Schmaus, however, argued that Gerol was “overreaching” with his application of the Len Bias law to Mr. Hibbard. He told the jury that Gerol is trying “to fit a square peg in a round hole” by using a law meant to get drug dealers off the street to prosecute a man who was an addict but not a dealer.

“It (the Len Bias Law) is a good law if we’re talking about getting dealers off the streets,” Schmaus told the jury. “But Mr. Hibbard had no contact with the dealer, didn’t pay for the drugs, didn’t have anything to do with the transaction or directly transfer the drugs to (Ms. Hibbard).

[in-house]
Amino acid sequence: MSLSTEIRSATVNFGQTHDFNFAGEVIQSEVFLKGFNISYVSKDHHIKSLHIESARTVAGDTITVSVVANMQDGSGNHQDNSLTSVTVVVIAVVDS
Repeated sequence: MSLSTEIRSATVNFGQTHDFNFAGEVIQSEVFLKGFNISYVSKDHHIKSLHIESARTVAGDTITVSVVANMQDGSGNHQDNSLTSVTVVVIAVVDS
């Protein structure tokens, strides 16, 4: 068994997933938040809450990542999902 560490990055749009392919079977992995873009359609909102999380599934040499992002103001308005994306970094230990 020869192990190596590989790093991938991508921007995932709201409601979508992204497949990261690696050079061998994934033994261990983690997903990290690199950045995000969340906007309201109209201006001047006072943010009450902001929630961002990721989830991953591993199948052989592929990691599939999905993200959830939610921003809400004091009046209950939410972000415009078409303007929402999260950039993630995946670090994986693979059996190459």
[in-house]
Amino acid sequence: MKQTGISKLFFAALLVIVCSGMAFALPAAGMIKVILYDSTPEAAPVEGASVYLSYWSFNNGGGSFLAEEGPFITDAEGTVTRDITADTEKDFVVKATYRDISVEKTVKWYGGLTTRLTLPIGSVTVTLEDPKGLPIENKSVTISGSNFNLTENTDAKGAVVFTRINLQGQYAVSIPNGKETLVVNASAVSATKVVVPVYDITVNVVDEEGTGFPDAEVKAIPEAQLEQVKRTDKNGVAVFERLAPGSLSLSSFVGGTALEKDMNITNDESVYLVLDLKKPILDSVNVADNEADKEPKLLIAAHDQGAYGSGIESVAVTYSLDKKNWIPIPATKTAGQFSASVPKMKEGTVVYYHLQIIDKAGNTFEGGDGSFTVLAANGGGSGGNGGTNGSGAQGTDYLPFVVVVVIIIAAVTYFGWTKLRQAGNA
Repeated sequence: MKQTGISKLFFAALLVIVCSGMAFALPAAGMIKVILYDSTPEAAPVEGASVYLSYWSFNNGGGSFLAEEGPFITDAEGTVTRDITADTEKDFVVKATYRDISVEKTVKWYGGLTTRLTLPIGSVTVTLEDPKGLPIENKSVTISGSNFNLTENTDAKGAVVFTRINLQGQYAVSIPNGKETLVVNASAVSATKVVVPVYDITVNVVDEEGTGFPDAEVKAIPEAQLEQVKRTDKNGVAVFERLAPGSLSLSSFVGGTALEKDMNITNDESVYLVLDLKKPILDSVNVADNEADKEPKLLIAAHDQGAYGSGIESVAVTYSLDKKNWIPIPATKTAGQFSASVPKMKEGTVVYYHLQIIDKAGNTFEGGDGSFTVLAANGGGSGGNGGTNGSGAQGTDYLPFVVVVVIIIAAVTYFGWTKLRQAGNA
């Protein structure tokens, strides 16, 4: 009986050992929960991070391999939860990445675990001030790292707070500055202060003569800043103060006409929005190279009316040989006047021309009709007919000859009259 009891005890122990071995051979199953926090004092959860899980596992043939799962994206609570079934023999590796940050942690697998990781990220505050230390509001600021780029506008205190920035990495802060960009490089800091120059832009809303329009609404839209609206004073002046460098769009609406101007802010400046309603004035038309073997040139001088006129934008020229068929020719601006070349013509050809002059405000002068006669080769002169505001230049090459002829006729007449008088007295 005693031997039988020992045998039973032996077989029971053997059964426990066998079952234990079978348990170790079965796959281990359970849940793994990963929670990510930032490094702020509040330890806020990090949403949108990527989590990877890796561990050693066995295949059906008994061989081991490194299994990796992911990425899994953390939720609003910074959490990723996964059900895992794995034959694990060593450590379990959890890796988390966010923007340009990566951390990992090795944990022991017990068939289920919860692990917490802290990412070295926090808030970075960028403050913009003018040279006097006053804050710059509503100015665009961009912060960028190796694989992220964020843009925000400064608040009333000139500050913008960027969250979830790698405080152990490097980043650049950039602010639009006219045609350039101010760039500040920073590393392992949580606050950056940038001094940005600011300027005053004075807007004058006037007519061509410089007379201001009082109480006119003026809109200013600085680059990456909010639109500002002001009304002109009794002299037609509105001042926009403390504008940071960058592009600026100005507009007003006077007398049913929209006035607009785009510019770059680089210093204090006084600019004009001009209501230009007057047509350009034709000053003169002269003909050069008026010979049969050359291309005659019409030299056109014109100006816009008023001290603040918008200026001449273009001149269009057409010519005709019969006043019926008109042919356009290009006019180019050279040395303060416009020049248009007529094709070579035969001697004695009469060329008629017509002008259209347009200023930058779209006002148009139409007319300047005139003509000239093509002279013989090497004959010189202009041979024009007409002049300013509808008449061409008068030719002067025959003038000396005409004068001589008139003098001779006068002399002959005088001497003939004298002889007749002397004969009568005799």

“In no way did Mr. Hibbard aid or abet Davion Poe in terms of providing drugs to Teralyn.”

The investigation that led to the convictions of Mr. Hibbard and Poe began on July 10, 2017, when authorities responding to a 911 call found Ms. Hibbard’s body in a bedroom surrounded by drug paraphernalia — syringes, makeshift tourniquets and “cookers” used to liquefy heroin — as well as Narcan, a medication that blocks the effects of opioid drugs and is used to revive overdose victims. According to a text message authorities later found on Ms. Hibbard’s phone, she overdosed just days before her death and was revived with Narcan administered by her father, according to the criminal complaint.

Key to the investigation, as is often the case in drug crimes, was Ms. Hibbard’s cell phone, Gerol told the jury.

“A victim’s phone is a time capsule,” he said. “It allows authorities to go back in time and determine what happened.”